Neonates exposed to strong agonists and long half-life prescription opioids in the third trimester of pregnancy have an increased risk for neonatal opioid withdrawal syndrome (NOWS).
Daina B. Esposito, Ph.D., M.P.H., from the Boston University School of Public Health, and colleagues compared the risk for NOWS across common types of opioids when prescribed as monotherapy during the last three months of pregnancy. The researchers analyzed administrative claims data of Medicaid-insured mothers and newborns from 46 states and Washington, D.C. Participants were mothers with two or more dispensed opioid prescriptions within 90 days before delivery and their live-born neonates from Jan. 1, 2000, through Dec. 31, 2014. Data were included for 48,202 opioid-exposed pregnancies with live newborns.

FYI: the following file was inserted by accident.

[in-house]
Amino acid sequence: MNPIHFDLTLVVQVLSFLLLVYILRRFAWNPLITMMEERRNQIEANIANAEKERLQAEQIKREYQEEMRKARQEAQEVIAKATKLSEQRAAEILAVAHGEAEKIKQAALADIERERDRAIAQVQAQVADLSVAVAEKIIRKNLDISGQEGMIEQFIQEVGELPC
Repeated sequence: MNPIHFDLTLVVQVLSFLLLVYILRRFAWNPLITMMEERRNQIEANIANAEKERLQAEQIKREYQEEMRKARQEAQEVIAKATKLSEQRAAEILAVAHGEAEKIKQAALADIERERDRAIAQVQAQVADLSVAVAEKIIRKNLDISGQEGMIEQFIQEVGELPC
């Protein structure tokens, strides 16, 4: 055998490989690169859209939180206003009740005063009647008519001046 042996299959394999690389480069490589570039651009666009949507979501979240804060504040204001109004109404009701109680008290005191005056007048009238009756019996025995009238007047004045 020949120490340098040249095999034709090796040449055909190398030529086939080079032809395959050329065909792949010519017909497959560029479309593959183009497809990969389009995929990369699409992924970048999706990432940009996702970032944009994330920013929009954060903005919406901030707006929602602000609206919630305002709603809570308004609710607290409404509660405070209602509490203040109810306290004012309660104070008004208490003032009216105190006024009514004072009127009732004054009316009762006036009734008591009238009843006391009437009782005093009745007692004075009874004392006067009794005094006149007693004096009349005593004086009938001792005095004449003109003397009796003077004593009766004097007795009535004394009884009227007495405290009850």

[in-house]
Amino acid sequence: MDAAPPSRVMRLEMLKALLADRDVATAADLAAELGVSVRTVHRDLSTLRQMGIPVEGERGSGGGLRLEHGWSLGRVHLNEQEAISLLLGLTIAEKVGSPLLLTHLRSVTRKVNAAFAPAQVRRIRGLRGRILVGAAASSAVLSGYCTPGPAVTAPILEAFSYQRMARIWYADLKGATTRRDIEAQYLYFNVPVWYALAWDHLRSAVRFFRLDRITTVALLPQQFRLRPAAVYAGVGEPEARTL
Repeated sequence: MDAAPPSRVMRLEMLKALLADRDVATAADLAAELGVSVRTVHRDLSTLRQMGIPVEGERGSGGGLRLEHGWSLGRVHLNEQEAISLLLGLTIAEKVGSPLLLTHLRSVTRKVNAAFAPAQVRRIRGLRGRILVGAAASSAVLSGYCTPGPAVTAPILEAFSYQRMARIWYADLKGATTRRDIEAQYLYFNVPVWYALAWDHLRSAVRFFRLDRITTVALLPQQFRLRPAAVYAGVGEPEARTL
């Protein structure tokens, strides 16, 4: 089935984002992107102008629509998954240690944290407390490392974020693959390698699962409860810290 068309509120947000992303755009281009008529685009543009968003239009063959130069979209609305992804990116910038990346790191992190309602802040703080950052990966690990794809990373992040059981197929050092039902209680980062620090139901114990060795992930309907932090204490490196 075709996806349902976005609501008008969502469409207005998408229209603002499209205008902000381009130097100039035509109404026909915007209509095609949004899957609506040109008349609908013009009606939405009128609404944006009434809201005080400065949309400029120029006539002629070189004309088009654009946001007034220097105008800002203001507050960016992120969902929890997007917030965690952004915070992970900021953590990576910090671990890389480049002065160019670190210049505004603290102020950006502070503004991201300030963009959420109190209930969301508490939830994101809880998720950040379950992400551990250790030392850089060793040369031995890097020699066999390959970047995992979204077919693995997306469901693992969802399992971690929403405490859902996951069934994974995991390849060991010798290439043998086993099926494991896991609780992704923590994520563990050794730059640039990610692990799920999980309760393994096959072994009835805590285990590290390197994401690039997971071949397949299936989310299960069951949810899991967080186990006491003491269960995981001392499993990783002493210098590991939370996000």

The researchers found that 2.2 percent of neonates had NOWS, and 1.2 percent had severe NOWS. Codeine had a lower adjusted relative risk (RR) for NOWS compared with hydrocodone (RR, 0.57), with a similar adjusted RR for tramadol (1.06; 95 percent confidence interval, 0.73-1.56) and increased RRs for oxycodone (1.87), morphine (2.84), methadone (3.02), and hydromorphone (2.03). Compared with weak agonists, strong agonists were associated with a higher risk for NOWS (RR, 1.97), and increased risk was seen for long half-life opioids versus short half-life products (RR, 1.33).
“Although pain management needs vary substantially across patients, information on opioid-specific risks of NOWS may help prescribers select an opioid to treat pain in late stages of pregnancy,” the authors write.
Two authors disclosed financial ties to the pharmaceutical industry.